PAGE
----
Why is rap called rap?

I think it’s because it sounds like a lot of people talk about the past in a raspy, nasal way. If we really want to understand how bad the U.S. really is, we need to hear about the way we were made. For too long, rap has been about who is the best rapper in the game. That’s why you have a rapper named Chris Brown or Nas or Waka Flocka who says, “You got a hot ass motherfucker, I was born to rap!” But we don’t need artists telling us how bad we were meant to be. This sounds like the type of music that you’d make if you’re living in a cave.

The U.S. is a culture that’s been shaped by rap. The country doesn’t exist in a vacuum. As a result, every time rap comes up on my mind, I immediately think about a particular rap song. This is something that I would never be able to say if I were in the U.K. I would likely just say my first love was a country called Kentucky — or a movie called Death Race. But as much as we want to claim that rap in the U.S. doesn’t exist in any sense, I think we should remember that there’s more than one way to tell a story, and there’s a reason we’re here.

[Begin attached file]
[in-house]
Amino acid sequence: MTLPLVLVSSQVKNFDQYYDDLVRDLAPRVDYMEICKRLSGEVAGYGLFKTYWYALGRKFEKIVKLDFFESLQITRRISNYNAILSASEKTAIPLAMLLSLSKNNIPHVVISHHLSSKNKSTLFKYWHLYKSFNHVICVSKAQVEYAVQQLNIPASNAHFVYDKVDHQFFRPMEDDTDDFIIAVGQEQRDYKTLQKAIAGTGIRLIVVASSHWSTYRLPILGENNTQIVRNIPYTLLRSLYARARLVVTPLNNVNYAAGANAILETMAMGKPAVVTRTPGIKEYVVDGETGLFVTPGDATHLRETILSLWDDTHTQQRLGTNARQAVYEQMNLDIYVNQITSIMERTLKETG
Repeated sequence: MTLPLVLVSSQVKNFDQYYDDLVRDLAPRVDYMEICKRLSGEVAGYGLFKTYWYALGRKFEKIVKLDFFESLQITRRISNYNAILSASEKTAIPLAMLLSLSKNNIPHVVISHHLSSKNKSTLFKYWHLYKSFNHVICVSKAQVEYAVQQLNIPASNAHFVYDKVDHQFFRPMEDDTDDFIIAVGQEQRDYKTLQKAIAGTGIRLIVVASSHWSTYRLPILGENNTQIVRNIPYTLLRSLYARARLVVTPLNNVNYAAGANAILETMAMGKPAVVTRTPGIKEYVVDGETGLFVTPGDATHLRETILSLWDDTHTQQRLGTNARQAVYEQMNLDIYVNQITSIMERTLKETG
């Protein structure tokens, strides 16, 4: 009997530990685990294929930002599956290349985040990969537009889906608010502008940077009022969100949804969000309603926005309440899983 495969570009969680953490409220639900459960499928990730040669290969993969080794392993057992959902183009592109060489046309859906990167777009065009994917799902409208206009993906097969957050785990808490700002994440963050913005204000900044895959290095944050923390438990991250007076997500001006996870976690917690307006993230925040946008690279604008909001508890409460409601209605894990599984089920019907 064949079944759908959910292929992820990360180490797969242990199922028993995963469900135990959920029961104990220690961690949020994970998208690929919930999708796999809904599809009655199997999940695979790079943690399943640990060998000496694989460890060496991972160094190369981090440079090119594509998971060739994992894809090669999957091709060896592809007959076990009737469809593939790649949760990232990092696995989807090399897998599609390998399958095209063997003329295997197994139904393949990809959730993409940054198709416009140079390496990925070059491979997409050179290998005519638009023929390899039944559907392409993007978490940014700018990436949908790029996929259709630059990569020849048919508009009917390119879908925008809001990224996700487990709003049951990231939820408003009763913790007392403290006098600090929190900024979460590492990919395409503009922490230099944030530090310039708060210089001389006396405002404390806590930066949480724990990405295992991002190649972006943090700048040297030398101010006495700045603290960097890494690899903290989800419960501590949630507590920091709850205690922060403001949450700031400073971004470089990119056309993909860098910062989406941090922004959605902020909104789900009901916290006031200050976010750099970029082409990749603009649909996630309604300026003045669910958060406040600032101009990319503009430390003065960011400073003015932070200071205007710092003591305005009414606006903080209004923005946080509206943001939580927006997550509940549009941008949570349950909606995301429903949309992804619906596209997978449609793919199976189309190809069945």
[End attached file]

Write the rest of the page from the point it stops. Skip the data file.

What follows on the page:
It was originally called A Tract (1982). Can you talk a bit about how that came about and how you felt about the title?

I always loved the title because in the ’80s music was in some ways a bit schizophrenic. We had some great hip-hop songs — like “Suspicious Minds” and “The Great Pretender,” which was like a precursor to “What’s New Pussycat?” — but there was a ton of great country albums, too, especially the stuff that started with Robert Johnson and then went with Stevie Wonder. But those were a bit too much for our sensibilities, so we changed the title to A Tract. This song was a very deliberate attempt to make music that felt like it was being made for a mass audience that was unfamiliar with hip-hop, which was a huge mistake—and now we’re all hip-hop experts.

So how did you get those songs to sound so modern?

“A Tract” went through a lot of revisions before it got into the public domain. The initial version was very rough, very raw. It really